A: While de-escalation training is currently incorporated into the Basic Law Enforcement Academy (BLEA) it will be enhanced. De-escalation training will also be delivered to experienced officers throughout the State of Washington and include de-escalation topics. Specifically, force options, mock scenarios, and various techniques to mitigate situations towards a more peaceful outcome.  

Q: How much of the BLEA curriculum is currently spent on anti-bias, de-escalation, and crisis intervention?  
A: Crisis Intervention Tactics and De-escalation are spread throughout the BLEA curriculum. Along with a minimum of 8 hours for mandated CIT training and 17 hours of Patrol Response to crisis training, additional aspects are incorporated into Mock Scenes, Criminal and Patrol Procedures, Defensive Tactics and Firearms training.    

Q: What does WAC 139-11 require of officers?
A: WAC 139-11 says that all peace officers and all lateral peace officers certified in Washington before December 7, 2019 must complete a minimum of 40 hours of de-escalation and mental health training every three years. The first cycle must be completed by January 1, 2028.

Q: Do reserve officers fall into the 40-hour requirement? 
A: No. A reserve officer is not considered a “general authority peace officer” who is commissioned to enforce the criminal laws of the state of Washington, as defined in RCW 10.93.020 (3)

Q: How did the number of hours (40) for the training get decided and by whom?
A: The 40-hour requirement is codified in WAC 139-11 which was created during the LETCSA rule-making process with the Criminal Justice Training Commission (CJTC) and statutory stakeholders. 

Q: What are the courses that make up the 40 hours of de-escalation training, and what is the status of these classes?
A: Courses currently in development include The Historical Intersection of Race and Policing (Slavery to 1968), Alternatives to Booking, Implicit/Explicit Bias, Building Respectful Relationships with Others, and Understanding Local Cultures. These courses make up 16 hours. Once completed they will be made available on the CJTC’s website. The 24-Hour Patrol Tactics In-Service course is already available.

Q: Will our legislators fund the costs associated with de-escalation training such as instructor training, instructor time training officers, back fill and overtime for officers, and equipment for the regional trainings?
A: State initiatives cannot be funded by the legislature. There is some financial relief through the CJTC for training Patrol Tactics instructors, but there is no funding for back fill, overtime, or equipment costs for agencies. Formal requests have been made for financial relief for this unfunded mandate, but to date funding has not been made available.


Patrol Tactics

Q: What is the difference between the Patrol Tactics Instructor (PTI) course and the Patrol Tactics 24-Hour In-service course?
A: The PTI course is an 80-hour comprehensive patrol tactics course designed for safe and effective tactics typically required daily for law enforcements officers. Officers who take this course can then become certified to teach the Patrol Tactics 24-Hour In-Service course. The 24-hour course allows participants to demonstrate skills including threat recognition, high risk handcuffing, contact and cover, and care after fire.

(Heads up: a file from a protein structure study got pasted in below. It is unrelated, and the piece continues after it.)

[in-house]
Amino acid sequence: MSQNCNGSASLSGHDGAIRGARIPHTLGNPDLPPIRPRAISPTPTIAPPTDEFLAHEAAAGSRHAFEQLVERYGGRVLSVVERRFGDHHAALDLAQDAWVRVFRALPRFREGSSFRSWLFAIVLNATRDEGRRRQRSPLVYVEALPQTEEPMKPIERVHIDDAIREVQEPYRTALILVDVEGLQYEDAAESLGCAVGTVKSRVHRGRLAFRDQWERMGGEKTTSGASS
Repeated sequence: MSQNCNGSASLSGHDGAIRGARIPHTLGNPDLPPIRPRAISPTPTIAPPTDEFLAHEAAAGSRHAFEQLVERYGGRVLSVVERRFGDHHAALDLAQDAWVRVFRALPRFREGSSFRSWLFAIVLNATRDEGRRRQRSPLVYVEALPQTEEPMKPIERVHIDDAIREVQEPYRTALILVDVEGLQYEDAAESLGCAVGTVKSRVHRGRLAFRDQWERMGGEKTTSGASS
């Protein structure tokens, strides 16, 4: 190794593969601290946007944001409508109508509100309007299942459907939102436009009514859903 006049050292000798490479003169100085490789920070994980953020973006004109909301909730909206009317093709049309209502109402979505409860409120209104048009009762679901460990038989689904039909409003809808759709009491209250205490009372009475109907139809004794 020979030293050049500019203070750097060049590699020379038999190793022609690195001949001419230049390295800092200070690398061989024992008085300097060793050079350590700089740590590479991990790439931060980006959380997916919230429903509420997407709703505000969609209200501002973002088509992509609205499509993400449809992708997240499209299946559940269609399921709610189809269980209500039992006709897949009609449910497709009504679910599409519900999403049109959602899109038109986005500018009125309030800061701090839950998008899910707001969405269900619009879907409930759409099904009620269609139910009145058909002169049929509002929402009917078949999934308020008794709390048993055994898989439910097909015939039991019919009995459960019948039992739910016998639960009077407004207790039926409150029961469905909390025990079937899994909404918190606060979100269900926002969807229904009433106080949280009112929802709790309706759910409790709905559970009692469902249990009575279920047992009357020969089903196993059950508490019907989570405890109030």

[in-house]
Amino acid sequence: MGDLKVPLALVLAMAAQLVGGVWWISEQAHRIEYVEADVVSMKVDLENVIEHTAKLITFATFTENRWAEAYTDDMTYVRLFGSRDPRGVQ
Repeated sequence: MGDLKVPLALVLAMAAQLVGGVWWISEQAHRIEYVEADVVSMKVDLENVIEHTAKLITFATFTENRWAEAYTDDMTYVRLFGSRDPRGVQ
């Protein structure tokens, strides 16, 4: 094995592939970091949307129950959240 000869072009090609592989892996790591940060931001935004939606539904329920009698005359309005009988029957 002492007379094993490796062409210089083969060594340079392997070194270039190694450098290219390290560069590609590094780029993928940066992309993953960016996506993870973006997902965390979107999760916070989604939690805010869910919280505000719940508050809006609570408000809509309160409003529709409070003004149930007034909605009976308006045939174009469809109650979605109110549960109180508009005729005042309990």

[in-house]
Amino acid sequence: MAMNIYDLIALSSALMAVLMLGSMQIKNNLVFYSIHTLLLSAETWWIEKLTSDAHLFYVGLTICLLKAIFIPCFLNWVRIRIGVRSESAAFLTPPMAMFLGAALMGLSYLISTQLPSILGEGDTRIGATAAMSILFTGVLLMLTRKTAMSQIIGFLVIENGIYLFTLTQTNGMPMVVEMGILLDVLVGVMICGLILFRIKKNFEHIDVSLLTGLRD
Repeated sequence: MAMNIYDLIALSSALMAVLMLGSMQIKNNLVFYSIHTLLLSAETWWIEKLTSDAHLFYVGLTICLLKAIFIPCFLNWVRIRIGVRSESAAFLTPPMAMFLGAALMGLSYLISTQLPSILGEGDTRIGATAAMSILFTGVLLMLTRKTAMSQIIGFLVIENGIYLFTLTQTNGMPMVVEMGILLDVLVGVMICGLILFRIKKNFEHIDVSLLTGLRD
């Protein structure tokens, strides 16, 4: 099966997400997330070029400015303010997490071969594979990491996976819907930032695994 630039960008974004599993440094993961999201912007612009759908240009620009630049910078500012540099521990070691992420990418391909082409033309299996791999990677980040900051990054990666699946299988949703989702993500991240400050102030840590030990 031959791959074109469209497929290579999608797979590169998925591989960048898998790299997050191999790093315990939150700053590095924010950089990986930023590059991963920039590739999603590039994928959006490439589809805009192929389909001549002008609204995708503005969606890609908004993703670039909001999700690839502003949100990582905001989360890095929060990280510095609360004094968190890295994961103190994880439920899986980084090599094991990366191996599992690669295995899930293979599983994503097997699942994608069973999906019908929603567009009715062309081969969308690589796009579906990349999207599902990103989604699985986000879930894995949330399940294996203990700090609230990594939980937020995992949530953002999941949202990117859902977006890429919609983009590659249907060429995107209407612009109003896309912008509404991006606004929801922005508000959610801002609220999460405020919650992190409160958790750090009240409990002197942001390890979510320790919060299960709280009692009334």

Q: How can I sign up for these Patrol Tactics courses?
A: To be registered for either Patrol Tactics course, please email You can view information about PTI here and information about the 24-Hour In-Service course here.

Q: Who teaches the PTI and 24-Hour In-Service courses?
A: Sean Hendrickson is the Lead Patrol Tactics Program Instructor. The instructor for the 24-Hour In-Service course varies by location. All instructors have completed PTI training.


Patrol Tactics Instructor

Q: I previously saw that the 80-hour PTI course was going to cost $700, is that still the cost?

A: There is no fee for the 80-hour Patrol Tactics Instructor course, that has been removed from the CJTC website.

Q: Why is the Patrol Tactics Instructor course 80-hours in length?
A: The Patrol Tactics Instructor course is 80 hours because of the depth of content and the hands-on teaching style used to deliver the content.

Q: Why does the PTI course require re-certification every 2 years, and what is the cost to the agencies for re-certification training?

A: Instructor recertification training ensures that the instructors receive the most current curriculum and up to date materials every 2 years.  There is no cost for the Patrol Tactics Instructor recertification course.

Q: What kind of liability does the agency/instructor incur for becoming a CJTC Patrol Tactics Instructor? How are these instructors protected?

A: The answer to this question is addressed through a direct contract between officer/instructors or an MOU between the CJTC and the agency.  Please contact for further information.


Patrol Tactics 24-Hour In-Service

Q: What is the cost of the Patrol Tactics 24-Hour In-Service training?

A: There will be no charge for officers to attend the 24-Hour In-Service training.  


Independent Investigations

Q: Who makes up an Independent Investigative Team (IIT)?

A: An IIT is made up of qualified and certified peace officer investigators, crime scene and evidence specialists, and at least two nonlaw enforcement community representatives, operating completely independent of the involved agency (WAC 139-12-020).

Q: Where are the IITs located?

A: Here is a link to a map of the current IITs and the areas they cover.


Nonlaw Enforcement Community Representative

Q: How are the community representatives selected for the IIT?